Glue Basting Binding

I was feeling all crazy yesterday and decided to try a new to me technique: glue basting on a quilt binding.  I know, I know.  I’m probably WAY behind the times on this one.  But just in case you are like me and haven’t given this a whirl yet, I thought I’d share what I did.

First off, I used good old fashioned washable Elmer’s school glue.  Right now is a GREAT time to buy it because it’s super cheap for back to school.  I have some special tips to help you get a really fine line, but I didn’t bother with those.  I just used a steady hand and squeeze to push out a VERY small amount onto the fabric.

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Then you heat set the glue with your iron. I kept mine at the same heat that I normally have it for pressing.  It only takes a couple of seconds to dry the glue in place.

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I’ll admit that I couldn’t figure out how to turn the binding under without getting glue on my left thumb, but I was just careful with how I used it.  I made sure that I didn’t touch anything else with that finger and all was fine.

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I experimented with this technique on a smaller quilt so that if I hated it, then I wasn’t over committed.  I think I’m getting smarter in my old age.  Normally I would have said “new technique?  Let’s make the biggest possible project we can think of!” But this was a very manageable size baby quilt and the pressing and gluing did not take much time.

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I was impressed with how well it worked on my corners.  I was most worried about those.  But there were no problems.  I was using a pretty fine weave fabric (an organic cotton by Birch) but it ironed flat and in place no problem.

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Once the whole thing was ironed down, I decided to machine stitch the binding (another thing I am experimenting with….normally I’m a die hard hand binder).  This is a baby quilt and I’m finding that things that get laundered A LOT might be better served with a machine binding.  Machine binding literally took me about 5 minutes to sew.  Crazy fast.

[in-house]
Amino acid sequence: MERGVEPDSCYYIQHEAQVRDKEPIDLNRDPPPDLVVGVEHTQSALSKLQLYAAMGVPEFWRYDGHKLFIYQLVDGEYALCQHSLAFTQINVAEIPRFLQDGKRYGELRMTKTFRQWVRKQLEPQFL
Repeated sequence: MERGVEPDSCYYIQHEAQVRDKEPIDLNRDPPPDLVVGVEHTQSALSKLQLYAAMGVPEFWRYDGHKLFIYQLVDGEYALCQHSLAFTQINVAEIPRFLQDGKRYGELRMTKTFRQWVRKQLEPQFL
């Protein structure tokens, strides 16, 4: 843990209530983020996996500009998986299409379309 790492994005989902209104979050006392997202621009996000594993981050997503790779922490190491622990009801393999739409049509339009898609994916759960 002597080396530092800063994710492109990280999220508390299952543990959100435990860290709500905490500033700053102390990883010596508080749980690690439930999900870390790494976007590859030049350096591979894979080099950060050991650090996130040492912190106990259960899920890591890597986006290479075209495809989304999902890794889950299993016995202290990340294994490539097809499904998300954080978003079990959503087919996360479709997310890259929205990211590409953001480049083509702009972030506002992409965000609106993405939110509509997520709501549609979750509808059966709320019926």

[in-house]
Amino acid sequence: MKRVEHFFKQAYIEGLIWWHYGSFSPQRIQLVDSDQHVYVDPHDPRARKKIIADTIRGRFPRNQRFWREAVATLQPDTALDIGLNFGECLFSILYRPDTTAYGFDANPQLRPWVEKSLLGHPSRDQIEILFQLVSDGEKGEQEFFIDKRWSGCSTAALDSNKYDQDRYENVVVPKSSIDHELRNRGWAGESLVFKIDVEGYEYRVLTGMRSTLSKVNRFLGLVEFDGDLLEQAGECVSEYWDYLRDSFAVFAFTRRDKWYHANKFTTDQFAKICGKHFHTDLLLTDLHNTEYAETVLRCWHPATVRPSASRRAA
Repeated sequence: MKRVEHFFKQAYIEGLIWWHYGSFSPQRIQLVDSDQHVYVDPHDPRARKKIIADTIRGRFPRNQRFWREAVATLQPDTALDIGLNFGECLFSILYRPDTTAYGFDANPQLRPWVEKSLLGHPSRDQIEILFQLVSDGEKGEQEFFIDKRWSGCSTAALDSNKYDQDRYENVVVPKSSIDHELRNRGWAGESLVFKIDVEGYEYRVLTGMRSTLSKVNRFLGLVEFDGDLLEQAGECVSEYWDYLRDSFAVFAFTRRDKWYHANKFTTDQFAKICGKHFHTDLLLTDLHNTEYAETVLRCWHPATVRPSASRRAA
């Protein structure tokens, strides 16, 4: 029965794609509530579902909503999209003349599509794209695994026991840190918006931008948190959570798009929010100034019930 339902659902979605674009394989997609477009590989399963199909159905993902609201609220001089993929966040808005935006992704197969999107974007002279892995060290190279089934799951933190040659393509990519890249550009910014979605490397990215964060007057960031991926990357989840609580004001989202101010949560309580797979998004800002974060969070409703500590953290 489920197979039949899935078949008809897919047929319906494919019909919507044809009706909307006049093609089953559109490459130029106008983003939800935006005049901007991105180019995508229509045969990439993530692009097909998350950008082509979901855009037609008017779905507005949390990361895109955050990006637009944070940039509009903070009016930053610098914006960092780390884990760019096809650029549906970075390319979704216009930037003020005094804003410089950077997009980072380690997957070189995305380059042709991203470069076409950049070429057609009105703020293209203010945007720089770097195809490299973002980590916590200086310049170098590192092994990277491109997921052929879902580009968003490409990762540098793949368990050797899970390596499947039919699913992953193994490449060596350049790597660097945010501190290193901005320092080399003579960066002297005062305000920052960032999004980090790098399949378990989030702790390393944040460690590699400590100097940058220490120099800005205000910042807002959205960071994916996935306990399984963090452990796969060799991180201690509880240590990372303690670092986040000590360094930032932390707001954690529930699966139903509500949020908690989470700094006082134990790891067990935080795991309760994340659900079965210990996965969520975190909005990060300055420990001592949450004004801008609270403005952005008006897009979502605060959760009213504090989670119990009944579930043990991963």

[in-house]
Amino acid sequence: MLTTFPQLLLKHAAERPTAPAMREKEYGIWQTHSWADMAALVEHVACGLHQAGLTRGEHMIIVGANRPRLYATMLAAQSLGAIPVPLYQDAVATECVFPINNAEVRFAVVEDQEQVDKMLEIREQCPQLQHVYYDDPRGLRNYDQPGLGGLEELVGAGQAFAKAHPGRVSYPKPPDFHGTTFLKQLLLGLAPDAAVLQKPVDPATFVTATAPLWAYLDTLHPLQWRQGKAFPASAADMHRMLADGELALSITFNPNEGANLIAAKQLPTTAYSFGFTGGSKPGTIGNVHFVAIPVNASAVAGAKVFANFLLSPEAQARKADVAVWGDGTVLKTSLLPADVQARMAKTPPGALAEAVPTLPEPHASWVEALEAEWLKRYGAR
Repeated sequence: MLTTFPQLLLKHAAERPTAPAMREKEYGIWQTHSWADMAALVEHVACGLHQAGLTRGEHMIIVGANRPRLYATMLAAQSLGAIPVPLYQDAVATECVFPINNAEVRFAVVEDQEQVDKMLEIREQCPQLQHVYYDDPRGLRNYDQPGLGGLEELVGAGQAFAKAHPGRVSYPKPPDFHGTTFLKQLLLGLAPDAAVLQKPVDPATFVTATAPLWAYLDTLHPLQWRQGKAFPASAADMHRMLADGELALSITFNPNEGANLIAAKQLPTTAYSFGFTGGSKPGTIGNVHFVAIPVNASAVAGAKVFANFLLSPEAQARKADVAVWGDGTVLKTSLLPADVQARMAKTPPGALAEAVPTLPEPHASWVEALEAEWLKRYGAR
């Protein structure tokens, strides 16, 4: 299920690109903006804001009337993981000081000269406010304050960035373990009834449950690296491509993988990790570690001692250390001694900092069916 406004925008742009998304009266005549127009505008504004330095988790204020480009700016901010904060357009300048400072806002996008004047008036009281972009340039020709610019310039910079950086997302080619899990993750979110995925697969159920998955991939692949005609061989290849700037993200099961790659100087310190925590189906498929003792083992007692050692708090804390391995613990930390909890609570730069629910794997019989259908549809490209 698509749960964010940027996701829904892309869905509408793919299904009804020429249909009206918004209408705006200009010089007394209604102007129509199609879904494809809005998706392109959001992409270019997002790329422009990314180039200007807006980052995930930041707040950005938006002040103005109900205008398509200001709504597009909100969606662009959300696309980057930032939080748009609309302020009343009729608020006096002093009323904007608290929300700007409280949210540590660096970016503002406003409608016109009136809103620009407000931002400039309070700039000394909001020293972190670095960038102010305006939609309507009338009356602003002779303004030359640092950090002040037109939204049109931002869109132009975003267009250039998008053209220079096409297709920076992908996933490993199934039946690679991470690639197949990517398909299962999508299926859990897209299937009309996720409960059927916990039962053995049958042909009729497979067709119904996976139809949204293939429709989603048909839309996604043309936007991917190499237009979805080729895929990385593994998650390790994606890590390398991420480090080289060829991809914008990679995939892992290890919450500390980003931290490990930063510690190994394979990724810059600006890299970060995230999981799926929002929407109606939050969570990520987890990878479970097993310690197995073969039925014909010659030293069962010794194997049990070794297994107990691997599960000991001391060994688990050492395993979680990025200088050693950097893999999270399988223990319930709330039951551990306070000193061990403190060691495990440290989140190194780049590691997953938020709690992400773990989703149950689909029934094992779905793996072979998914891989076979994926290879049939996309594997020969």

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I opted to sew from the front of the quilt to the back.  I sewed directly on the binding, though ideally I think I would like to get it so that I am stitching in the ditch next to the binding from the front…that way you really on see the stitches on the back.  Overall I was pleased with how it turned out and I will definitely be trying this again.  Essentially I skipped the step where I would put Clover Wonder Clips normally…AND I was able to sew quickly because there was nothing to remove as I was sewing.

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What about you?  Have you done glue basting on your binding before?  Any tips?

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17 thoughts on “Glue Basting Binding

  1. Wow – I think I'll try it!! I recently used Elmer's glue with some hexies – it's brilliant. Your explanation of how to apply it to binding is so clear that I know I'll be successful. Thanks for sharing!

  2. Just make sure that you pull your binding over the line made from sewing it to the front. Then when you stitch in the ditch you will always catch the binding on the back. I've been glueing for a while now and I love it!

  3. I was wondering how you sewed your "stitched with love" label on the back of your quilt without showing your stitching lines on the front of the quilt. Or do the stitching lines show up on the front and you just don't mind?

  4. I've seen that used a few times lately, but I'm wondering, do you know what the long term effects are on the fabric? does it was out totally? Just wondering if you'd seen anything about that. Your binding looks great, by the way! Would love to see the whole quilt (hint, hint!) Hugs, H

  5. I use glue in sewing apparel. To make a very delicate line, I take a VERY sharp knife, and cut a tip at an angle. I had purchased an empty bottle that had several very fine tips made of metal. The metal rusted quickly. I have also used regular glue sticks, but to control the size of swipe, I put masking tape over the top to allow a 1/4" wide opening. I then used my iron to set. I did this will bias strip binding, patch pockets, and best of all, zippers.

  6. Last three quilts I have bound were all done using a glue basting method. It's the bomb! Two of the quilts I stitched with my machine….. some thing I've never done before with binding. I still like hand stitched bindings best but these quilts were for the grandkids and needed to get done fast. I stitched from the front, in the ditch.

  7. Thank you! Thank you! Thank you! To be honest, I despise binding. I'll only do it by machine, never by hand. Can you say boring? Moments ago I finished binding a quilt using your method. Hot dog! I might even learn to like binding!

    1. oh Yay!! I'm so glad that you found it helpful. And that you've gained a bit more joy in one part of quilting. Even if it is just that you can finish faster. We love good tips like that!

    1. Just use the littlest amount of glue and do a bit at a time. The good thing about the glue is that it is washable. So if is does get everywhere you can just wash it off. Or use a tip that limits the amount that will come out. Or even try a glue stick instead!

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